What the wobble?

Beyond the boundaries of established science an avalanche of exotic ideas compete for our attention. Experts tell us that these ideas should not be permitted to take up the time of working scientists, and for the most part they are surely correct. But what about the gems in the rubble pile? By what ground-rules might we bring extraordinary new possibilities to light?

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What the wobble?

Unread postby Cargo » Wed Jan 24, 2018 9:43 pm

I came upon this very nice picture of our 'motion' through Space, and while I was looking at it I started to realize that something was just really odd. Well, 'odd' in the sense that dogma states that SMBH and Interstellar Gravity holds the Cosmos together. Except when being blown apart, but I digress.

Take a look and see what you see.

http://blogs.discovermagazine.com/outth ... ky_Way.jpg

What is up with the up/down path of the Sun? How is that even possible gravitationally? What's the period/rate of this wobble?

Another interesting picture is in the source article, of the time-space shifted 'heat' map of the CMB. Go figure.

http://blogs.discovermagazine.com/outth ... -speaking/

Of the question of where are we going in the Universe, I'll save you a click and spoil the punch line.

the result of the gravitational pulls of a vast supercluster of galaxies (primarily the crowded downtown of our own supercluster, Laniakea), tugging on our Milky Way and the rest of our local cluster of galaxies .... the solar system {moves} 371 kilometers per second toward a point near the constellation Leo, falling toward thousands of distant galaxies.
interstellar filaments conducted electricity having currents as high as 10 thousand billion amperes
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Re: What the wobble?

Unread postby Aardwolf » Thu Jan 25, 2018 9:47 am

Cargo wrote:What is up with the up/down path of the Sun? How is that even possible gravitationally? What's the period/rate of this wobble?
No, it's not possible gravitationally. It doesn't make any logical sense so they need arbitrary influence to make the theory work.

I suspect the motion was invented to try to explain why we're heading away from the galactic centre and out of the galactic plane, which would be a problem when we're supposed to be in orbit around it. The fact is we're not orbiting the galaxy, we're exiting, just like the rest of the stars.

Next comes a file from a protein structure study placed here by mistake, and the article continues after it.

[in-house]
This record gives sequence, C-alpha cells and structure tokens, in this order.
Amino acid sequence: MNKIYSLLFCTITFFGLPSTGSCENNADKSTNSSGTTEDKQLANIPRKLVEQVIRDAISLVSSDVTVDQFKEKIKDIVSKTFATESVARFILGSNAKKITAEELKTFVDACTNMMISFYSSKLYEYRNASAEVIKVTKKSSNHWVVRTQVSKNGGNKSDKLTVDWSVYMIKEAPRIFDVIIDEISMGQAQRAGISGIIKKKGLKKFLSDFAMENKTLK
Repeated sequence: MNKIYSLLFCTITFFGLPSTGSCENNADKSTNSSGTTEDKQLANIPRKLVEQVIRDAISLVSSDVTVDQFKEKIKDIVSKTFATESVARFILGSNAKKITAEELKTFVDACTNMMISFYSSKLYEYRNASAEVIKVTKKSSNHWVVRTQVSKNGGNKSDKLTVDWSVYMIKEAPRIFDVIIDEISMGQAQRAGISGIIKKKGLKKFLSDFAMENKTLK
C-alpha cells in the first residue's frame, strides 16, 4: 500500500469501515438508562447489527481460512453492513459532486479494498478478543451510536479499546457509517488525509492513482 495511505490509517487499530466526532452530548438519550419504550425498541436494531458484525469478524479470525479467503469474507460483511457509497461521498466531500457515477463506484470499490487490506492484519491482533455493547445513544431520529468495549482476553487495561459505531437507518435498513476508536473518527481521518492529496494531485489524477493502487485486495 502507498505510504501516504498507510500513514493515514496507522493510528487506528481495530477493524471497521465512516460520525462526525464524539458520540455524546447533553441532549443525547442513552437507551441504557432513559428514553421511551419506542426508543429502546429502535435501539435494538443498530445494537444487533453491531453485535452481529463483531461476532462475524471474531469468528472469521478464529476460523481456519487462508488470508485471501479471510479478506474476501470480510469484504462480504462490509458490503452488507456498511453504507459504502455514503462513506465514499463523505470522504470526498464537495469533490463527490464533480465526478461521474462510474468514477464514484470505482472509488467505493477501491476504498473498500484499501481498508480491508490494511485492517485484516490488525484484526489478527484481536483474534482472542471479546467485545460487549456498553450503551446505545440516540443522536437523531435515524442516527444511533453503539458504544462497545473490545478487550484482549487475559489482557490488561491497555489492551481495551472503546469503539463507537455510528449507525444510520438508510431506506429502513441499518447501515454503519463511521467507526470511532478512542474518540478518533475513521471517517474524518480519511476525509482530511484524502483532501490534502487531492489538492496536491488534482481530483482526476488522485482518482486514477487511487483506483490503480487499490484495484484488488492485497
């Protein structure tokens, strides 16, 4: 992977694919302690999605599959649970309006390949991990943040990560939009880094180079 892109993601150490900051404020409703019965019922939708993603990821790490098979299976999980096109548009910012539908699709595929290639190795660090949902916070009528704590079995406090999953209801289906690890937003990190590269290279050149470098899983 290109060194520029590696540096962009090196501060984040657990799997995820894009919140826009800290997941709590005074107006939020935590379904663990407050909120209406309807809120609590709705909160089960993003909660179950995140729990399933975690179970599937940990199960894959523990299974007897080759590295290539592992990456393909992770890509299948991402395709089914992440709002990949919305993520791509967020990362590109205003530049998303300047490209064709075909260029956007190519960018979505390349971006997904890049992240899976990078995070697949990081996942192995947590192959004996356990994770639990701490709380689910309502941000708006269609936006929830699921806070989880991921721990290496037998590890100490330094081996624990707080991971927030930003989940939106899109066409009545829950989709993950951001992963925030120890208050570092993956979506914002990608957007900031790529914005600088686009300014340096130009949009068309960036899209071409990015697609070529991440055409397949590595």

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Re: What the wobble?

Unread postby allynh » Thu Jan 25, 2018 10:39 am

Cargo,

If the jpg showing the Sun's motion disturbs you, look at the Earth on the same jpg and the way they show the Moon's orbit around the Earth. That is deeply wrong. The Moon does not orbit around the Earth like that.

- The Earth and Moon orbit around the Sun together.

I don't know if I've posted these two videos before, but they are close to what I mean.

Does The Moon Really Orbit The Earth?
https://www.youtube.com/watch?v=3cJ3AemeUFM

The Moon Does Not Orbit the Earth
https://www.youtube.com/watch?v=7PRs8bvGrsA

This is the wiki entry.

Path of Earth and Moon around Sun
https://en.wikipedia.org/wiki/Orbit_of_ ... around_Sun

This is a page that discusses the Moon's orbit, with pictures.

The Orbit of the Moon around the Sun is Convex!
http://www.math.nus.edu.sg/aslaksen/tea ... onvex.html

I spotted these videos as well. Wow.

If the Moon were replaced with some of our planets
https://www.youtube.com/watch?v=usYC_Z36rHw

If the Moon were at the same distance as the ISS
https://www.youtube.com/watch?v=oBDZtt0vWD8

If the Moon were replaced with some of our planets (at night) 4k
https://www.youtube.com/watch?v=eB32ykkiJk8

This is a book from 1859 talking about the Moon's orbit.

An Elementary Treatise on the Lunar Theory: With a Brief Sketch of the History of the Problem Up to the Time of Newton
https://books.google.com/books?id=1D8JAAAAIAAJ

The book is also available from Amazon.

An elementary treatise on the lunar theory
http://www.amazon.com/elementary-treati ... 429740485/

I'm clearly having too much fun with this. HA!
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Re: What the wobble?

Unread postby Maol » Thu Jan 25, 2018 12:43 pm